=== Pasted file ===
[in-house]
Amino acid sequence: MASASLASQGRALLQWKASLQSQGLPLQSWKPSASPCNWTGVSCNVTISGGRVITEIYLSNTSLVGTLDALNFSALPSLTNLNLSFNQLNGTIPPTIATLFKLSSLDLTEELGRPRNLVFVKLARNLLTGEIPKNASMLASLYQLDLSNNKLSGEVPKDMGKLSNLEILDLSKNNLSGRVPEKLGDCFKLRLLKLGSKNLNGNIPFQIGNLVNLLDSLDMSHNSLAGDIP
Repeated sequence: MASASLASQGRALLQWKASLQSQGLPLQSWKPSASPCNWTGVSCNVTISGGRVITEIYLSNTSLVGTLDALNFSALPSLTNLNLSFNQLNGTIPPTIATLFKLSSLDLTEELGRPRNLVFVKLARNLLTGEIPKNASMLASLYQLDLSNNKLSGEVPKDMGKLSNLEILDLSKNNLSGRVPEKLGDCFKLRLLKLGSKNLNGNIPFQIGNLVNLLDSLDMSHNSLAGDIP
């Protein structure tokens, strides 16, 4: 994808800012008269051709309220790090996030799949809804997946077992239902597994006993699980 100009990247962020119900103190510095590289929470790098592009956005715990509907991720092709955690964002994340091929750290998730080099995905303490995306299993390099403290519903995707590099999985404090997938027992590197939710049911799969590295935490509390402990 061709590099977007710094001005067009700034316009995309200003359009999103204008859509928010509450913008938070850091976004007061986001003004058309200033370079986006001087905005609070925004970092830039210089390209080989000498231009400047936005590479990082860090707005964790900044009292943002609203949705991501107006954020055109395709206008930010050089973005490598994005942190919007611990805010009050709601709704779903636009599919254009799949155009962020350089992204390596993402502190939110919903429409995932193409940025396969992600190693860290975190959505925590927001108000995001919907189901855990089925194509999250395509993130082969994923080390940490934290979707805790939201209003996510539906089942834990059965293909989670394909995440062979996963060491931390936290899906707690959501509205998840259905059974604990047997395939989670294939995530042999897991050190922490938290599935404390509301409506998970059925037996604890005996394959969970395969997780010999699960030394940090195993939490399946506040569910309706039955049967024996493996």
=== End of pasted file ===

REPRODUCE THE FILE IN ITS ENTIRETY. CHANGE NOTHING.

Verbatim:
[in-house]
Amino acid sequence: MASASLASQGRALLQWKASLQSQGLPLQSWKPSASPCNWTGVSCNVTISGGRVITEIYLSNTSLVGTLDALNFSALPSLTNLNLSFNQLNGTIPPTIATLFKLSSLDLTEELGRPRNLVFVKLARNLLTGEIPKNASMLASLYQLDLSNNKLSGEVPKDMGKLSNLEILDLSKNNLSGRVPEKLGDCFKLRLLKLGSKNLNGNIPFQIGNLVNLLDSLDMSHNSLAGDIP
Repeated sequence: MASASLASQGRALLQWKASLQSQGLPLQSWKPSASPCNWTGVSCNVTISGGRVITEIYLSNTSLVGTLDALNFSALPSLTNLNLSFNQLNGTIPPTIATLFKLSSLDLTEELGRPRNLVFVKLARNLLTGEIPKNASMLASLYQLDLSNNKLSGEVPKDMGKLSNLEILDLSKNNLSGRVPEKLGDCFKLRLLKLGSKNLNGNIPFQIGNLVNLLDSLDMSHNSLAGDIP
């Protein structure tokens, strides 16, 4: 994808800012008269051709309220790090996030799949809804997946077992239902597994006993699980 100009990247962020119900103190510095590289929470790098592009956005715990509907991720092709955690964002994340091929750290998730080099995905303490995306299993390099403290519903995707590099999985404090997938027992590197939710049911799969590295935490509390402990 061709590099977007710094001005067009700034316009995309200003359009999103204008859509928010509450913008938070850091976004007061986001003004058309200033370079986006001087905005609070925004970092830039210089390209080989000498231009400047936005590479990082860090707005964790900044009292943002609203949705991501107006954020055109395709206008930010050089973005490598994005942190919007611990805010009050709601709704779903636009599919254009799949155009962020350089992204390596993402502190939110919903429409995932193409940025396969992600190693860290975190959505925590927001108000995001919907189901855990089925194509999250395509993130082969994923080390940490934290979707805790939201209003996510539906089942834990059965293909989670394909995440062979996963060491931390936290899906707690959501509205998840259905059974604990047997395939989670294939995530042999897991050190922490938290599935404390509301409506998970059925037996604890005996394959969970395969997780010999699960030394940090195993939490399946506040569910309706039955049967024996493996």